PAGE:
“Lahore’s orange line metro train, costing Rs165 billion, consumed the funds for development schemes across the province,” PTI MPA Ijaz Khan alleged.
He said the provincial government was spending taxpayers’ money on metro trains and buses instead of providing basic necessities to the citizens.
“Instead of spending money on education, healthcare and water supply schemes, the government is launching new projects just to make money through commissions.”
He said during the last three years, the provincial government failed to provide development funds to the opposition members for their constituencies and all the development works before and during the local government elections were given to those PML-N leaders who had lost the 2013 elections.
When contacted, PML-N former MNA Malik Shakil Awan said the metro train was being launched through Punjab government’s own resources and loans from a Chinese bank.
He said it was a wrong impression that the metro train consumed the development budget of other districts.
He said the development schemes in the provincial assembly constituencies had been completed before the elections and projects in the National Assembly constituencies would start soon after the release of funds in two to three months.
ECONOMY IN 2016
Dawn, January 1st, 2016
THE economy of Pakistan could be poised for a revival of growth in 2016, after languishing in low-growth equilibrium since 2008. Ever since the growth years of the Musharraf regime came crashing down, the economy has struggled to recover.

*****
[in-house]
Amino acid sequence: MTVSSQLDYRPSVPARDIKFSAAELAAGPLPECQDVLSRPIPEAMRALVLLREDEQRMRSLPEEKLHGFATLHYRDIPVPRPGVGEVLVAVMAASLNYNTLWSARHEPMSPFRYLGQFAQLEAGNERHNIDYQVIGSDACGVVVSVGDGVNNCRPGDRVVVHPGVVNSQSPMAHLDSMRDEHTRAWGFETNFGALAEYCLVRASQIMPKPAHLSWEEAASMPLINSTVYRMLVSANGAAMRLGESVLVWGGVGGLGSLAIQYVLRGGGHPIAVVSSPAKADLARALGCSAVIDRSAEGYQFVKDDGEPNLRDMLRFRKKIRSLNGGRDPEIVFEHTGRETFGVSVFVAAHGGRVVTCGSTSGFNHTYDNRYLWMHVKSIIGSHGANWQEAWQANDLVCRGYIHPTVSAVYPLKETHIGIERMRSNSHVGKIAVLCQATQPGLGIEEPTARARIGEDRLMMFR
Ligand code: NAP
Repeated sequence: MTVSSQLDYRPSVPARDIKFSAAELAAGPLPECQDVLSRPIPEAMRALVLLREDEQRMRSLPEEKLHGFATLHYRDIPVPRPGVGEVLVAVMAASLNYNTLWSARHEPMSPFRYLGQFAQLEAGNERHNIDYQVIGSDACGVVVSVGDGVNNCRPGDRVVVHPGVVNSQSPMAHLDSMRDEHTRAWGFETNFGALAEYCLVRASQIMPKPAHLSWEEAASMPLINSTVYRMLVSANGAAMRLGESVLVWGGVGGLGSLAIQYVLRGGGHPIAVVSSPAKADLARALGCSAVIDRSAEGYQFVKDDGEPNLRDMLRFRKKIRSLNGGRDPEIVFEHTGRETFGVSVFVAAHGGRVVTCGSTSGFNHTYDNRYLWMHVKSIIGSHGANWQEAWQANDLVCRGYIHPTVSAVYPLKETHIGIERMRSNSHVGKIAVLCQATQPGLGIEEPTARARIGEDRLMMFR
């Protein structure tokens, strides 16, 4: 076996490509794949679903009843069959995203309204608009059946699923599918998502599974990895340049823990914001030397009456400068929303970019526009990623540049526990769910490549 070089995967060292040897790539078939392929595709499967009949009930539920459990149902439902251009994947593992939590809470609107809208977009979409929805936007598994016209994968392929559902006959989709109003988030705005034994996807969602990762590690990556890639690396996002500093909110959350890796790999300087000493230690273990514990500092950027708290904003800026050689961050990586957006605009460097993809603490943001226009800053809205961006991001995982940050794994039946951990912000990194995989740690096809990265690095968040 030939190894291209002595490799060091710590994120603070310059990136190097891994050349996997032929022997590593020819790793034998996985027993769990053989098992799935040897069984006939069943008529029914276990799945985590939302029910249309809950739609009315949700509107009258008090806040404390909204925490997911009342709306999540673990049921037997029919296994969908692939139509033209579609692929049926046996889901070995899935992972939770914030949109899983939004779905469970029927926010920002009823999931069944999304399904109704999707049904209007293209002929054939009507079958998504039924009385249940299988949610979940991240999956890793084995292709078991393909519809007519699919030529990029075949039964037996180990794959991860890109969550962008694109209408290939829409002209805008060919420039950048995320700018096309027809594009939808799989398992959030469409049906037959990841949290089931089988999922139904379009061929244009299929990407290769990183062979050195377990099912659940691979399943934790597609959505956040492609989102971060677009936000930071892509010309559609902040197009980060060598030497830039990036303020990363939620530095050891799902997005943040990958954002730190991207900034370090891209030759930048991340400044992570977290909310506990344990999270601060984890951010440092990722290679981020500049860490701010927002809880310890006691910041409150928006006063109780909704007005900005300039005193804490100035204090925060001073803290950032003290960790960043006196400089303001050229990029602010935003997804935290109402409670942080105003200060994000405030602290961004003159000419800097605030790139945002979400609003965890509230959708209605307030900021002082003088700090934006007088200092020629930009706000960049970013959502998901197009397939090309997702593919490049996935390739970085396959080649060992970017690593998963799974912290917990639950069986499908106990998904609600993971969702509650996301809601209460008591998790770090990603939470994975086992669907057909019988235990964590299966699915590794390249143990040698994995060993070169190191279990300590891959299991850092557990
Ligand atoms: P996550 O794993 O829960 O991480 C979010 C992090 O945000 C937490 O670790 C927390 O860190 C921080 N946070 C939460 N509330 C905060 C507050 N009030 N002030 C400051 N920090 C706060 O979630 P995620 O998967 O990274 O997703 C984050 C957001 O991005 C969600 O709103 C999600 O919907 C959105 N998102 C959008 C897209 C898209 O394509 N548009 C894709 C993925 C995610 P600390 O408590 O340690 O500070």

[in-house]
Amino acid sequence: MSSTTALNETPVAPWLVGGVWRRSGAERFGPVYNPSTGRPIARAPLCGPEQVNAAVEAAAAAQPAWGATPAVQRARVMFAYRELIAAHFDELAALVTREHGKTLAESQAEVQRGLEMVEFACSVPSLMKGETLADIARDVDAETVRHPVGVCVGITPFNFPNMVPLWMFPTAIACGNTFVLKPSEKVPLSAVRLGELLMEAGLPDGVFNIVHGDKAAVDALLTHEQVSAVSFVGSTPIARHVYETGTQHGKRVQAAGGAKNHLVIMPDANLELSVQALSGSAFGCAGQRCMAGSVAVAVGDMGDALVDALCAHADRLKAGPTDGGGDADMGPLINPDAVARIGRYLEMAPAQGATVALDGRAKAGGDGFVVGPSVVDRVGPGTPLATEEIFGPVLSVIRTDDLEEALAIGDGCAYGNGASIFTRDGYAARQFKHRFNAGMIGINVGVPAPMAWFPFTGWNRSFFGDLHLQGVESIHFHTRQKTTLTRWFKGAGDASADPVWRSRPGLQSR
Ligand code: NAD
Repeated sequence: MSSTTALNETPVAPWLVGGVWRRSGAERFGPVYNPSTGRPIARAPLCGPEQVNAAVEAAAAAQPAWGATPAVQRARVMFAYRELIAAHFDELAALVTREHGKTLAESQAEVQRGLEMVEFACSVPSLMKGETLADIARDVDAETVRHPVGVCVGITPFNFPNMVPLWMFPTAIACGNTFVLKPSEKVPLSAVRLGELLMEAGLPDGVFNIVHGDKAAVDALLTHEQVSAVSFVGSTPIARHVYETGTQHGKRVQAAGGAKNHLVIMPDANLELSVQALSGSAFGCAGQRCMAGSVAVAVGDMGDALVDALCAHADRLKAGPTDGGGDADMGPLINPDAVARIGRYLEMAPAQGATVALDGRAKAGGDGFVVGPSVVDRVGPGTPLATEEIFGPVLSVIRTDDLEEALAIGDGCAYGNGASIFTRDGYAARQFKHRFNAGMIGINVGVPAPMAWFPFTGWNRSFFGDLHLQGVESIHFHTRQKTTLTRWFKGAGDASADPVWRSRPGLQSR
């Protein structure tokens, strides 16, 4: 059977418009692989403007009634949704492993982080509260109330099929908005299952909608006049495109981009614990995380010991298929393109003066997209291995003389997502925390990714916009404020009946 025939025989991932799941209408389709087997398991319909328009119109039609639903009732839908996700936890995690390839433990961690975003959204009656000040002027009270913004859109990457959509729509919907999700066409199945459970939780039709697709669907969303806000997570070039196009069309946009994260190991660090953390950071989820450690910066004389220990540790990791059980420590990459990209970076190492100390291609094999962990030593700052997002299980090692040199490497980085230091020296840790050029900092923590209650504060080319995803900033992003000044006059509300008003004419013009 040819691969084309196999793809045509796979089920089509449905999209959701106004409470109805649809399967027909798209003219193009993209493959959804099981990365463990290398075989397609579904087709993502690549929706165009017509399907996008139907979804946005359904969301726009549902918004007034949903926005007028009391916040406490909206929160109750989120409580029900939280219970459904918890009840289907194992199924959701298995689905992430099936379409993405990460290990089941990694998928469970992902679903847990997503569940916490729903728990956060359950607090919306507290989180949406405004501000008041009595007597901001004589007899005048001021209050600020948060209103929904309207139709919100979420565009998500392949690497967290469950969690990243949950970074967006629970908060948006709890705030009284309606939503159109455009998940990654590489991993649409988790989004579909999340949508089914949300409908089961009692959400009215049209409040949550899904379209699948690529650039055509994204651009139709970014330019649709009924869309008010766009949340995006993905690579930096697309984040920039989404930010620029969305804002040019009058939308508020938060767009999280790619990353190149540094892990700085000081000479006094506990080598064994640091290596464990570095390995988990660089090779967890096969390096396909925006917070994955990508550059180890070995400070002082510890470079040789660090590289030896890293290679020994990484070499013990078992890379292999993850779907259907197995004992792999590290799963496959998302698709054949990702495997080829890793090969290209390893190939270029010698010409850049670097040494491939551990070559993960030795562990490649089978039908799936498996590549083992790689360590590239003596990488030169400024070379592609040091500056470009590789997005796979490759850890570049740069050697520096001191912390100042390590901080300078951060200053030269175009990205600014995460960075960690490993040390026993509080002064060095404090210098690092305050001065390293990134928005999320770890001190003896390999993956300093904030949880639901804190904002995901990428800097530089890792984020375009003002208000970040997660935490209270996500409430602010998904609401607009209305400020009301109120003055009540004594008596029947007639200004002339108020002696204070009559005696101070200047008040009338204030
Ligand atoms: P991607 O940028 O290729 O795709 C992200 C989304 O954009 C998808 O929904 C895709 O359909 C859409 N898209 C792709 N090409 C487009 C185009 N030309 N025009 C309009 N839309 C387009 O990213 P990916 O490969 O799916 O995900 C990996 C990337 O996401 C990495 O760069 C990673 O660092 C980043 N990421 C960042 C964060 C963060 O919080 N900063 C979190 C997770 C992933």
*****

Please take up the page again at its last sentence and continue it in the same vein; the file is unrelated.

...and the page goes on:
For almost five years, the predicament was described by the State Bank as ‘low-growth, high-inflation’ equilibrium. Along with this was a severe power crisis, brought on in large part by a severely constrained fiscal situation and low foreign exchange reserves.
But in 2015, the tide began to change. Reserves reached historic highs, even if on the back of borrowed money. And inflation fell rapidly throughout the year, picking up slightly only in the closing days.
As the tide turns, a window of opportunity opens up for the government in the year 2016, the first of its last two full years in power. Whatever the PML-N government is going to do, this is the year when it must get going.
It is worth bearing in mind that the promise of the moment owes itself almost entirely to fortuitous circumstances. The biggest stroke of luck came in the form of sharply dropping oil prices, which stabilised the current account even as exports and FDI fell. It also contributed in no small measure to the drop in inflation.
But the slide also brought in its wake unanticipated consequences that the government struggled to contain. More pointedly, the fiscal consequences of the slide in oil prices began to bite immediately following the first pass-throughs of the lower price in November 2014, necessitating resort to extraordinary revenue measures such as a sharp hike in the GST rate and an assortment of miscellaneous surcharges, to offset the negative revenue impact of lower oil prices.
So long as they were for the short term and meant to contain the immediate impact of a rapidly changing situation, these measures were fine. But over time, it became apparent that the government did not have many other ideas about compensating for the drop in revenues brought about by the slide in oil prices.